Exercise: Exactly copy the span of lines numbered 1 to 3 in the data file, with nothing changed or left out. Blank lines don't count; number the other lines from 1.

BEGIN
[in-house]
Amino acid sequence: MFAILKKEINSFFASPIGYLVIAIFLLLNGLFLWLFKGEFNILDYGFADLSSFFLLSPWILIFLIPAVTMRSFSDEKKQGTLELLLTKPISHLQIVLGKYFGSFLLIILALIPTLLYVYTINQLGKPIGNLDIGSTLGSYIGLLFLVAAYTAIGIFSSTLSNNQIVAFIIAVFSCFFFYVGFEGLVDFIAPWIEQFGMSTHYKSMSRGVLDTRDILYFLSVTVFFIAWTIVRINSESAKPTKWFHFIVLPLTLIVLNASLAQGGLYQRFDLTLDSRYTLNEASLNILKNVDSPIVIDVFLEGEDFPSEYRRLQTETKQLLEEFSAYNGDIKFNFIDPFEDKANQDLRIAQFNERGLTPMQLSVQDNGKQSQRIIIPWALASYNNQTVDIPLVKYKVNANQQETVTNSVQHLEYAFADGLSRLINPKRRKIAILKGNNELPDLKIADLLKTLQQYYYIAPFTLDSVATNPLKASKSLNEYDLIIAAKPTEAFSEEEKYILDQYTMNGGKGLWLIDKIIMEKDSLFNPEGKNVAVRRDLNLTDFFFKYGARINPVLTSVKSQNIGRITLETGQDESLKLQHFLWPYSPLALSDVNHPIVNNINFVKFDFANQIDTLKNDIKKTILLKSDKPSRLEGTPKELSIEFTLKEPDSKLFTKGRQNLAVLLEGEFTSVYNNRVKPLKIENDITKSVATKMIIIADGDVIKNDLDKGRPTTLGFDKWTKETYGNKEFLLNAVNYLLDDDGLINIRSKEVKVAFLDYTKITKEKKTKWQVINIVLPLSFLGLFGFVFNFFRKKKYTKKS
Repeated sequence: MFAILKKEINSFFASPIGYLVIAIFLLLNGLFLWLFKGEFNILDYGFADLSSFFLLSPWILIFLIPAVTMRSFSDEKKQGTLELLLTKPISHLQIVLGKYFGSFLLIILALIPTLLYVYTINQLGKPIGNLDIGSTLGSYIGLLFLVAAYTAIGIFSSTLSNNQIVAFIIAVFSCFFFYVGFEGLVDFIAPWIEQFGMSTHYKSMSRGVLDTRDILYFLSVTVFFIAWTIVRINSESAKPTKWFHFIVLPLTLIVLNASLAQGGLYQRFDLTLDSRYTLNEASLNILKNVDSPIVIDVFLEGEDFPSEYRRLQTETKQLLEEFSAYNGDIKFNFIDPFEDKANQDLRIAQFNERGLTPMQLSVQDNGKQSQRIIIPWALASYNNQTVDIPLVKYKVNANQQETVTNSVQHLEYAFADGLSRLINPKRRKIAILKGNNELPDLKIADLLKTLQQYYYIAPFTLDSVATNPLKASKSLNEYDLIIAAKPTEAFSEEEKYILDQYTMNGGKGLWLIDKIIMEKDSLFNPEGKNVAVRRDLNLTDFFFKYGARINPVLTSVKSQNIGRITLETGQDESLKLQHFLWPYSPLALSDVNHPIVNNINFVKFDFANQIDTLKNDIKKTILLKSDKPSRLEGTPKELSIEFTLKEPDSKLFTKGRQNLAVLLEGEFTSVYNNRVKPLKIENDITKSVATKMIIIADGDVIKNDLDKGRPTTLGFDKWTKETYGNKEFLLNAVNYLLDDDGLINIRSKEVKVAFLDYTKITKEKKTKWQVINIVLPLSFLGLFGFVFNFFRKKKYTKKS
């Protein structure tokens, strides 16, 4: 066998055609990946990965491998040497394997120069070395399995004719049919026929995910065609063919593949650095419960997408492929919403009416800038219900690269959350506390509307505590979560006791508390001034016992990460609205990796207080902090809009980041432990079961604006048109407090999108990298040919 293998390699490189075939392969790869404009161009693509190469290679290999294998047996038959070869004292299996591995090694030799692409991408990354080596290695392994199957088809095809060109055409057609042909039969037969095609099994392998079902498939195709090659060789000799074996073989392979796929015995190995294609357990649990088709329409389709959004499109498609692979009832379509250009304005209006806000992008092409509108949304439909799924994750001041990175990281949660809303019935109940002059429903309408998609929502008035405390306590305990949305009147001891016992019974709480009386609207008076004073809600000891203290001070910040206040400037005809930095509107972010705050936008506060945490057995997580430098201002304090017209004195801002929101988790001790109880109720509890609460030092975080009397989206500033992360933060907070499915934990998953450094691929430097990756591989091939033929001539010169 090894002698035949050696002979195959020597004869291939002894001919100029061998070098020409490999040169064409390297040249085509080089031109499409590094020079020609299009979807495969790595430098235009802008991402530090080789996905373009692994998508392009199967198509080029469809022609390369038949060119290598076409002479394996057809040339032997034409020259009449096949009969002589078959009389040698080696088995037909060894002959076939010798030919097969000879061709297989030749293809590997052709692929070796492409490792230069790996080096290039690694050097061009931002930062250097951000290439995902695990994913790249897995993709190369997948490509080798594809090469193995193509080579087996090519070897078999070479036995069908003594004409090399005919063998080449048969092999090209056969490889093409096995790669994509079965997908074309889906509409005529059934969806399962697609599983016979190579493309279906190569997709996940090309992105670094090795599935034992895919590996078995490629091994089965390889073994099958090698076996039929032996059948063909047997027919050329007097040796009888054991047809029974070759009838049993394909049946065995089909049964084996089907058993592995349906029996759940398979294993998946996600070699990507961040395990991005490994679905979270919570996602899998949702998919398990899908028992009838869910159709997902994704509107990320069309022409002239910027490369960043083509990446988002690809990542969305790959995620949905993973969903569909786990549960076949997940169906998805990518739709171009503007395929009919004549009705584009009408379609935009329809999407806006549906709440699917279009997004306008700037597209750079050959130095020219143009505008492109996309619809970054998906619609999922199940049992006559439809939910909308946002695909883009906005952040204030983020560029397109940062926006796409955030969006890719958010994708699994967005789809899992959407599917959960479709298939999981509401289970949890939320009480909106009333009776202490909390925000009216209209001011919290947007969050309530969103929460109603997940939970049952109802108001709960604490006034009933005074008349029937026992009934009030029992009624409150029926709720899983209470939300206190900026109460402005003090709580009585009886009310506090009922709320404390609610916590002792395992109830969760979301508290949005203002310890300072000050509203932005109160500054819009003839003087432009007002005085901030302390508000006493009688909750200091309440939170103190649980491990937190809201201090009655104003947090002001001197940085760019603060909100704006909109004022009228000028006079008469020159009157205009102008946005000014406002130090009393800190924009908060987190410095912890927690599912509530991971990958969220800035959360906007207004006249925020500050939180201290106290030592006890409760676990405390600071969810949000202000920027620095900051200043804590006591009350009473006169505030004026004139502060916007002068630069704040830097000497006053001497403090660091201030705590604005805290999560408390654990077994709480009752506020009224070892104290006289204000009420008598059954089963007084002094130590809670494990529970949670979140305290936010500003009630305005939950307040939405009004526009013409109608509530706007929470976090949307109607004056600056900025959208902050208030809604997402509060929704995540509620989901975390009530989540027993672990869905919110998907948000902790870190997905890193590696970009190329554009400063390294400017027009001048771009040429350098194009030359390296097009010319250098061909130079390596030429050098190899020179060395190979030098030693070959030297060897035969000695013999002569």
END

[in-house]
Amino acid sequence: MFAILKKEINSFFASPIGYLVIAIFLLLNGLFLWLFKGEFNILDYGFADLSSFFLLSPWILIFLIPAVTMRSFSDEKKQGTLELLLTKPISHLQIVLGKYFGSFLLIILALIPTLLYVYTINQLGKPIGNLDIGSTLGSYIGLLFLVAAYTAIGIFSSTLSNNQIVAFIIAVFSCFFFYVGFEGLVDFIAPWIEQFGMSTHYKSMSRGVLDTRDILYFLSVTVFFIAWTIVRINSESAKPTKWFHFIVLPLTLIVLNASLAQGGLYQRFDLTLDSRYTLNEASLNILKNVDSPIVIDVFLEGEDFPSEYRRLQTETKQLLEEFSAYNGDIKFNFIDPFEDKANQDLRIAQFNERGLTPMQLSVQDNGKQSQRIIIPWALASYNNQTVDIPLVKYKVNANQQETVTNSVQHLEYAFADGLSRLINPKRRKIAILKGNNELPDLKIADLLKTLQQYYYIAPFTLDSVATNPLKASKSLNEYDLIIAAKPTEAFSEEEKYILDQYTMNGGKGLWLIDKIIMEKDSLFNPEGKNVAVRRDLNLTDFFFKYGARINPVLTSVKSQNIGRITLETGQDESLKLQHFLWPYSPLALSDVNHPIVNNINFVKFDFANQIDTLKNDIKKTILLKSDKPSRLEGTPKELSIEFTLKEPDSKLFTKGRQNLAVLLEGEFTSVYNNRVKPLKIENDITKSVATKMIIIADGDVIKNDLDKGRPTTLGFDKWTKETYGNKEFLLNAVNYLLDDDGLINIRSKEVKVAFLDYTKITKEKKTKWQVINIVLPLSFLGLFGFVFNFFRKKKYTKKS
Repeated sequence: MFAILKKEINSFFASPIGYLVIAIFLLLNGLFLWLFKGEFNILDYGFADLSSFFLLSPWILIFLIPAVTMRSFSDEKKQGTLELLLTKPISHLQIVLGKYFGSFLLIILALIPTLLYVYTINQLGKPIGNLDIGSTLGSYIGLLFLVAAYTAIGIFSSTLSNNQIVAFIIAVFSCFFFYVGFEGLVDFIAPWIEQFGMSTHYKSMSRGVLDTRDILYFLSVTVFFIAWTIVRINSESAKPTKWFHFIVLPLTLIVLNASLAQGGLYQRFDLTLDSRYTLNEASLNILKNVDSPIVIDVFLEGEDFPSEYRRLQTETKQLLEEFSAYNGDIKFNFIDPFEDKANQDLRIAQFNERGLTPMQLSVQDNGKQSQRIIIPWALASYNNQTVDIPLVKYKVNANQQETVTNSVQHLEYAFADGLSRLINPKRRKIAILKGNNELPDLKIADLLKTLQQYYYIAPFTLDSVATNPLKASKSLNEYDLIIAAKPTEAFSEEEKYILDQYTMNGGKGLWLIDKIIMEKDSLFNPEGKNVAVRRDLNLTDFFFKYGARINPVLTSVKSQNIGRITLETGQDESLKLQHFLWPYSPLALSDVNHPIVNNINFVKFDFANQIDTLKNDIKKTILLKSDKPSRLEGTPKELSIEFTLKEPDSKLFTKGRQNLAVLLEGEFTSVYNNRVKPLKIENDITKSVATKMIIIADGDVIKNDLDKGRPTTLGFDKWTKETYGNKEFLLNAVNYLLDDDGLINIRSKEVKVAFLDYTKITKEKKTKWQVINIVLPLSFLGLFGFVFNFFRKKKYTKKS